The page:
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Chapter Summary

In this chapter, we explored three major sets of architectural issues related to prefetching: basic architectural support for prefetching, possible enhancements to achieve even larger gains through prefetching, and alternative latency-hiding techniques that require hardware support. We now briefly summarize each section below.

The key issues in providing basic architectural support for prefetching are the following:

  1. Unlike normal loads, prefetches are non-binding, non-blocking, and non-excepting. By giving prefetch instructions unique opcodes, the bits normally used to specify a destination register can be used instead for prefetching hints (e.g., exclusive-mode vs. shared-mode prefetches).

  2. While dropping prefetches is a complex issue, the best approach appears to be dropping prefetches on TLB misses, and not dropping them on full prefetch issue buffers (given selective prefetching).

  3. When performing a prefetch access, the caches should be checked while searching for the data, and the data should be placed directly in the primary cache.

  4. The main hardware support necessary for prefetching is a lockup-free cache. Supporting up to four outstanding misses is useful, and buffering more than four outstanding prefetch requests offers only a limited advantage.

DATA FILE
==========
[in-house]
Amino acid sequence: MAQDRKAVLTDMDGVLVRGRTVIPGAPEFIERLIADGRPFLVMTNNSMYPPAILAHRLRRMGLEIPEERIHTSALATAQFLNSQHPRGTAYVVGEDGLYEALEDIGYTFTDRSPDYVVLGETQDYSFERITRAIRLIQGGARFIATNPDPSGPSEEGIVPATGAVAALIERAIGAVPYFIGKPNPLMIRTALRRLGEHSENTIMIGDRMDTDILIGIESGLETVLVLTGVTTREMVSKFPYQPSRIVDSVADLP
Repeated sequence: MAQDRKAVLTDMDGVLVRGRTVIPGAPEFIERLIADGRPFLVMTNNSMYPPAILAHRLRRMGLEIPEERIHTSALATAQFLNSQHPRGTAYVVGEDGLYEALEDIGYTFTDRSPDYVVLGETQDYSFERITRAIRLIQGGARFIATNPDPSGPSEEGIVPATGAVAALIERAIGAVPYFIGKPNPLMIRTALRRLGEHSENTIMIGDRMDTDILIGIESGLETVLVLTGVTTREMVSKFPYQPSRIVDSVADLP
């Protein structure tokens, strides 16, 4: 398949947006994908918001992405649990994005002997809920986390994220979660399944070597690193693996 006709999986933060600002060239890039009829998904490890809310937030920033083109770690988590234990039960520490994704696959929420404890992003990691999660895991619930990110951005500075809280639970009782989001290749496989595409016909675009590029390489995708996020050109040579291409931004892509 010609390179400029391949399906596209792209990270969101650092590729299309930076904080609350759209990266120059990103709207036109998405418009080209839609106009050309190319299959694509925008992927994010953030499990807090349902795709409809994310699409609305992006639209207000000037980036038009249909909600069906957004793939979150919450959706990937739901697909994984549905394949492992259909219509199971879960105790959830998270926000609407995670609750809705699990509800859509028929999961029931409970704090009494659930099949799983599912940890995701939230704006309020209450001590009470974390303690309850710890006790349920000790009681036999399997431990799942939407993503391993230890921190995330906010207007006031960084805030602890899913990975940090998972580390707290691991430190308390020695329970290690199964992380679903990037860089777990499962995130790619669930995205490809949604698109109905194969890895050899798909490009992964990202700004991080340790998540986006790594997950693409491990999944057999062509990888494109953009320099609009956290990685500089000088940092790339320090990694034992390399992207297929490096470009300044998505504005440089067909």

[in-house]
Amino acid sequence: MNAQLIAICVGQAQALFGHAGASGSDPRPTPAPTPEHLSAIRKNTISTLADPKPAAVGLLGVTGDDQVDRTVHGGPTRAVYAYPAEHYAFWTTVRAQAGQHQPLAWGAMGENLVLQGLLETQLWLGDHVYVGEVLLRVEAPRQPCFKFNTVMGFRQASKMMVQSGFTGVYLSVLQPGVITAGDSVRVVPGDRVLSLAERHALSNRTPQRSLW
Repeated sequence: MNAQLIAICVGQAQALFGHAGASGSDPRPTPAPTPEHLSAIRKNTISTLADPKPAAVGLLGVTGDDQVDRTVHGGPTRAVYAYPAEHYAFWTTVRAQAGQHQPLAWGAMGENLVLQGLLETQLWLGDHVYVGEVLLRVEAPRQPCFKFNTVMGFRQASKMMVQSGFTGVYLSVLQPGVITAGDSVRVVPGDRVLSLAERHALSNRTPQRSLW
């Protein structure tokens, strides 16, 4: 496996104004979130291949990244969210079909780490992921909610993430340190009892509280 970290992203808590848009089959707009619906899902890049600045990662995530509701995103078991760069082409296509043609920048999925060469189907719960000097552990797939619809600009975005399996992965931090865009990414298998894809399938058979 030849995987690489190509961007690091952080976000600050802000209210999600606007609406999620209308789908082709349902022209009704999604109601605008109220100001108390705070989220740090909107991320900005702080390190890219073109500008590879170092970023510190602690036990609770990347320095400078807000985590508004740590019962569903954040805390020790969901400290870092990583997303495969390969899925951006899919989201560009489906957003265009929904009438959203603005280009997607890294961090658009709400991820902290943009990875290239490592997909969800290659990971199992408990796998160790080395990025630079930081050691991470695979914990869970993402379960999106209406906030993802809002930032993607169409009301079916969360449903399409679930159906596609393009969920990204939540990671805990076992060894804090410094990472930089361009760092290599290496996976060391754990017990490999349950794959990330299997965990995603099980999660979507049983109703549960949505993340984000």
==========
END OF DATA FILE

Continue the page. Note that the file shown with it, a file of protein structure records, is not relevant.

The following are the major issues in achieving even larger gains through prefetching:

  1. Profiling feedback can potentially improve performance, but has some important drawbacks. A more attractive technique for exploiting dynamic information may be to generate adaptive code. Both of these techniques will benefit from user-visible hardware miss counters.

  2. Providing associativity through either set-associative caches or victim caches is an important step toward dealing with cache conflicts. Neither of these solutions is as attractive as eliminating the problem in software.

  3. To avoid excessive prefetching overhead, the compiler must be careful to avoid register spilling. To reduce overheads further, block prefetches may be useful when spatial locality exists.

Finally, prefetching compares with other latency-hiding techniques as follows:

  1. Software-controlled prefetching appears to be superior to hardware-controlled prefetching, since the software approach results in better coverage and requires less hardware support.

  2. Prefetching and relaxed consistency models are complementary. Relaxed consistency models eliminate write latency, and prefetching addresses the remaining read latency.

  3. The interaction between prefetching and multithreading is complex, and appears to be complementary only with very small numbers of contexts.


Next: Conclusions Up: Architectural Issues Previous: Summary

Sat Jun 25 15:13:04 PDT 1994